35. In Jamiruddin Ansari v. Central Bureau of Investigation & Anr., (2009) 6 SCC 316, this Court while dealing with the provision of Maharashtra Control of Organised Crime Act, 1999 (hereinafter called as ‘MCOCA’) held that:
“As indicated hereinabove, the provisions of Section 23 are the safeguards provided against the invocation of the provisions of the Act which are extremely stringent and far removed from the provisions of the general criminal law. If, as submitted on behalf of some of the respondents, it is accepted that a private complaint under Section 9(1) is not subject to the rigours of Section 23, then the very purpose of introducing such safeguards lose their very raison d'être. At the same time, since the filing of a private complaint is also contemplated under Section 9(1) of MCOCA, for it to be entertained it has also to be subject to the rigours of Section
23. Accordingly, in view of the bar imposed under sub-section (2) of Section 23 of the Act, the learned Special Judge is precluded from taking cognizance on a private complaint upon a separate inquiry under Section 156(3) CrPC. The bar of Section 23(2) continues to remain in respect of complaints, either of a private nature or on a police report.
In order to give a harmonious construction to the provisions of Section 9(1) and Section 23 of MCOCA, upon receipt of such private complaint the learned Special Judge has to forward the same to the officer indicated in clause (a) of sub-section (1) of Section 23 to have an inquiry conducted into the complaint by a police officer indicated in clause (b) of sub-section (1) and only thereafter take cognizance of the offence complained of, if sanction is accorded to the Special Court to take cognizance of such offence under sub-section (2) of Section 23.” (Emphasis added)
36. This Court in Harpal Singh v. State of Punjab, (2007) 13 SCC 387, while dealing with the provision of Section 20A(2) of the Terrorist and Disruptive Activities (Prevention) Act, 1987 (hereinafter called ‘TADA’) held as under:
“The important feature which is to be noted is that the prosecution did not obtain sanction of the Inspector General of Police or of the Commissioner of Police for prosecution of the appellant under TADA at any stage as is required by Section 20- A(2) of TADA. The trial of the appellant before the Designated Court proceeded without the sanction of the Inspector General of Police or the Commissioner of Police. In absence of previous sanction the Designated Court had no jurisdiction to take cognizance of the offence or to proceed with the trial of the appellant under TADA”. (Emphasis added)
37. In Rambhai Nathabhai Gadhvi & Ors. v. State of Gujarat, AIR 1997 SC 3475, this Court while dealing with the same provisions of TADA, held that:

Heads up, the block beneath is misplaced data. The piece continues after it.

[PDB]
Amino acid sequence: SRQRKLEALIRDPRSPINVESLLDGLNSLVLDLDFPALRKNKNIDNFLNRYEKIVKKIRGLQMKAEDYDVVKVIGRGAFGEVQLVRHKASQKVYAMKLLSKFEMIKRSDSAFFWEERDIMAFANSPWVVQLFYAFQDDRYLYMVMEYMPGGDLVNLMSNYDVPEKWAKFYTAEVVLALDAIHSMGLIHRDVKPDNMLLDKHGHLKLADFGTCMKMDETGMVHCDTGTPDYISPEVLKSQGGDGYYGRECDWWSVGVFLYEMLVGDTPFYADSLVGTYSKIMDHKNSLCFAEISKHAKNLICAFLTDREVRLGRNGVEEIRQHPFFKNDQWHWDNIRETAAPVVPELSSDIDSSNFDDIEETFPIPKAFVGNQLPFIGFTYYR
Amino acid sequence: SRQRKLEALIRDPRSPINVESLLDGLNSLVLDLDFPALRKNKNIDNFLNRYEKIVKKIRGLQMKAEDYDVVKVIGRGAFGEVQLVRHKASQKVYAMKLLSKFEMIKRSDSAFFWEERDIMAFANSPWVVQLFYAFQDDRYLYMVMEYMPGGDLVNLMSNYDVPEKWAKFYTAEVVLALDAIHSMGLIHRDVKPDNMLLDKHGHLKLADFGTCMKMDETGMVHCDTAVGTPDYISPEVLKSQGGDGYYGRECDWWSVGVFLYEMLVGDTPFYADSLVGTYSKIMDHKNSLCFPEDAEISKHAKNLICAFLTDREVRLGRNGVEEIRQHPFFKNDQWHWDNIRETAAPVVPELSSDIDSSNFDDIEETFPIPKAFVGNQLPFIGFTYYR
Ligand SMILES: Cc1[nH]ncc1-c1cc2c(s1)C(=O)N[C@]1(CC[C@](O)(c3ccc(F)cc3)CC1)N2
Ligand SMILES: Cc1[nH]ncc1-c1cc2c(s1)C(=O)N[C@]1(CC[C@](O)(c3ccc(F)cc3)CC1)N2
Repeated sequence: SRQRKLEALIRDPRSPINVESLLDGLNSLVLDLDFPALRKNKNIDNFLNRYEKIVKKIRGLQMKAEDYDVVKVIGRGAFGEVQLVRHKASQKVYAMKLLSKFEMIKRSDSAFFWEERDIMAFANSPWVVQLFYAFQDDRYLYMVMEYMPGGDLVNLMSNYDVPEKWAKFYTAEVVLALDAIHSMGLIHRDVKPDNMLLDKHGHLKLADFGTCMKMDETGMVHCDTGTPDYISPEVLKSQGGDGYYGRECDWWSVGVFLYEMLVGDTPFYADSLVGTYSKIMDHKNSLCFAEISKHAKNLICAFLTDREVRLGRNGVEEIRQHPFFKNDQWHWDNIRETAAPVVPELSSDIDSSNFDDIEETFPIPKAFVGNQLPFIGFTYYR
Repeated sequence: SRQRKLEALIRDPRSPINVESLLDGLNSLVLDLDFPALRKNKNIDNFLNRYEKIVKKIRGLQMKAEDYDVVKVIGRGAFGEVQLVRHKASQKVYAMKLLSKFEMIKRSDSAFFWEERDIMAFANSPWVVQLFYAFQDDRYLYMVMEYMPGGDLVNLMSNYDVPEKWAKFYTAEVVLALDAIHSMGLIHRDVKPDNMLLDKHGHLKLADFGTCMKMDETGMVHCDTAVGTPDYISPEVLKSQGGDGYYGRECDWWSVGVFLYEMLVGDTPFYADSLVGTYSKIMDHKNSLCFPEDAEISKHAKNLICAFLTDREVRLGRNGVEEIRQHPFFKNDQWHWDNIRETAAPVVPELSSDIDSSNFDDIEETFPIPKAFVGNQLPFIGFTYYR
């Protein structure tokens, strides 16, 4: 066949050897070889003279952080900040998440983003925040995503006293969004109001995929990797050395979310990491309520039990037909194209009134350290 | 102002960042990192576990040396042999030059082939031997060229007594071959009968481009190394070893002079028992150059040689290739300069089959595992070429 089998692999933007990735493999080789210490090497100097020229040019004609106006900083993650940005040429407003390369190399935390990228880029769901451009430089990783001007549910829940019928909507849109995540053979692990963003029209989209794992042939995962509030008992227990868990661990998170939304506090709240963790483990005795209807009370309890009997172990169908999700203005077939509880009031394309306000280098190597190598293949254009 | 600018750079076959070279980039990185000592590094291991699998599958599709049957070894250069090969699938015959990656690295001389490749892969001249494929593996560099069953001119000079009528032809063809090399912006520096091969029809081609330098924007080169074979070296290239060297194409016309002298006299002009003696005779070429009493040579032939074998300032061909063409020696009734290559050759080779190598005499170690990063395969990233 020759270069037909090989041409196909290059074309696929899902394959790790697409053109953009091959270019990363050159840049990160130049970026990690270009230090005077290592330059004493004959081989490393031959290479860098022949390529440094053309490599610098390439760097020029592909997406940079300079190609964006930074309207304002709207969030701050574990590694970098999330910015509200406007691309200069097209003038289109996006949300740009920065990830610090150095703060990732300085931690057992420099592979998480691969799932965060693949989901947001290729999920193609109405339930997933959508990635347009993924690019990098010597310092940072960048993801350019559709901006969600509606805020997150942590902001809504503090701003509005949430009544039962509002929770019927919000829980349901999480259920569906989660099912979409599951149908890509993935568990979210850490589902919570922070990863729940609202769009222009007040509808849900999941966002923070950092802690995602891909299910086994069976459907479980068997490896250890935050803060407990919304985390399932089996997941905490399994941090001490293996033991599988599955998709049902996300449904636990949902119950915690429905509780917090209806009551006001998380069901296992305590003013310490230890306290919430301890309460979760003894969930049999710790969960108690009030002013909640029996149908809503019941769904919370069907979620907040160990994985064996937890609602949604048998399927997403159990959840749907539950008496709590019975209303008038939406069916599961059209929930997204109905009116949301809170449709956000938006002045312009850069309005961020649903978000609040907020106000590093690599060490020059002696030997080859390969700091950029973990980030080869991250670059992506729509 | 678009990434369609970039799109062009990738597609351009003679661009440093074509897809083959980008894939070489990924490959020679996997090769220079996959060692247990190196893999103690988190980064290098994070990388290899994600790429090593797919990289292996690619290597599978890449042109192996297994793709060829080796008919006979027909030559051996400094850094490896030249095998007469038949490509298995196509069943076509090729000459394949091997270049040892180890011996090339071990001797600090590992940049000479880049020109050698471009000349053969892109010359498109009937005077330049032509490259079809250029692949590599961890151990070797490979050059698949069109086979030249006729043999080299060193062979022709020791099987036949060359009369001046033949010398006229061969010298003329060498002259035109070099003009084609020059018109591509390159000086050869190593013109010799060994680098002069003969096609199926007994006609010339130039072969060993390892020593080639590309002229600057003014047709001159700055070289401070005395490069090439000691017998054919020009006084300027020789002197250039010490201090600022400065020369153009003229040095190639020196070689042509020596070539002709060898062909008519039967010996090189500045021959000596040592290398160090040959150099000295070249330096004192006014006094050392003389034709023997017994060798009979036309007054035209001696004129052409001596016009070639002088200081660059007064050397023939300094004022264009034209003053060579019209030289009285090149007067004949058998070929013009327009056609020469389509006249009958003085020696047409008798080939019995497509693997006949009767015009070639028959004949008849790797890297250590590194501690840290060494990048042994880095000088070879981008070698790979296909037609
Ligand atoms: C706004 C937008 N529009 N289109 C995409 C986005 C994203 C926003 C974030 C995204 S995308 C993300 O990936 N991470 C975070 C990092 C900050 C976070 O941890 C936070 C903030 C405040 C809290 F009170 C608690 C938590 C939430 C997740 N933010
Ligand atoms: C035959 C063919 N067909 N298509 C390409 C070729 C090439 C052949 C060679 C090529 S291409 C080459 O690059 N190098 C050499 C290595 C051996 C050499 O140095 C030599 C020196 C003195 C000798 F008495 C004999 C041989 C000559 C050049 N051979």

“…Thus a valid sanction is sine qua non for enabling the prosecuting agency to approach the Court in order to enable the Court to take cognizance of the offence under TADA as disclosed in the report. The corollary is that, if there was no valid sanction the Designated Court gets no jurisdiction to try a case against any person mentioned in the report as the Court is forbidden from taking cognizance of the offence without such sanction. If the Designated Court has taken cognizance of the offence without a valid sanction, such action is without jurisdiction and any proceedings adopted thereunder will also be without jurisdiction.”
38 In State of H.P. v. M.P. Gupta, (2004) 2 SCC 349, this Court while dealing with the issue held as under:
“Use of the words “no” and “shall” makes it abundantly clear that the bar on the exercise of power of the court to take cognizance of any offence is absolute and complete. The very cognizance is barred. That is, the complaint cannot be taken notice of.” (Emphasis added)
39. In broad and literal sense `cognizance’ means taking notice of an offence as required under Section 190 Cr.P.C. `Cognizance’ indicates the point when the court first takes judicial notice of an offence. The court not only applies its mind to the contents of the complaint/police report, but also proceeds in the manner as indicated in the subsequent provisions of Chapter XIV of the Cr.P.C. (Vide: R.R. Chari v. The State of Uttar Pradesh, AIR 1951 SC 207; and State of W.B. & Anr. v. Mohd. Khalid & Ors., (1995) 1 SCC 684).
40. In Dr. Subramanian Swamy v. Dr. Manmohan Singh & Anr., AIR 2012 SC 1185, this Court dealt with the issue elaborately and explained the meaning of the word ‘cognizance’ as under:
“In legal parlance cognizance is ‘taking judicial notice by the court of law’, possessing jurisdiction, on a cause or matter presented before it so as to decide whether there is any basis for initiating proceedings and determination of the cause or matter judicially.” (Emphasis added)
(See also: Bhushan Kumar v. State (NCT of Delhi), (2012) 4 SCALE 191)
41. In State of Uttar Pradesh v. Paras Nath Singh, (2009) 6 SCC 372, this Court explained the meaning of the term ‘the very cognizance is barred’ as that the complaint cannot be taken notice of or jurisdiction or exercise of jurisdiction or power to try and determine causes. In common parlance, it means taking notice of. The court, therefore, is precluded from entertaining a complaint or exercising jurisdiction if it is in respect of a public servant who is accused of an offence alleged to have been committed during discharge of his official duty.
42. The relevant provisions in the Cr.P.C. read as under:
“45(1)- Notwithstanding anything contained in Sections 41 to 44 (both inclusive), no member of the Armed Forces of the Union shall be arrested for anything done or purported to be done by him in the discharge of his official duties except after obtaining the consent of the Central Government.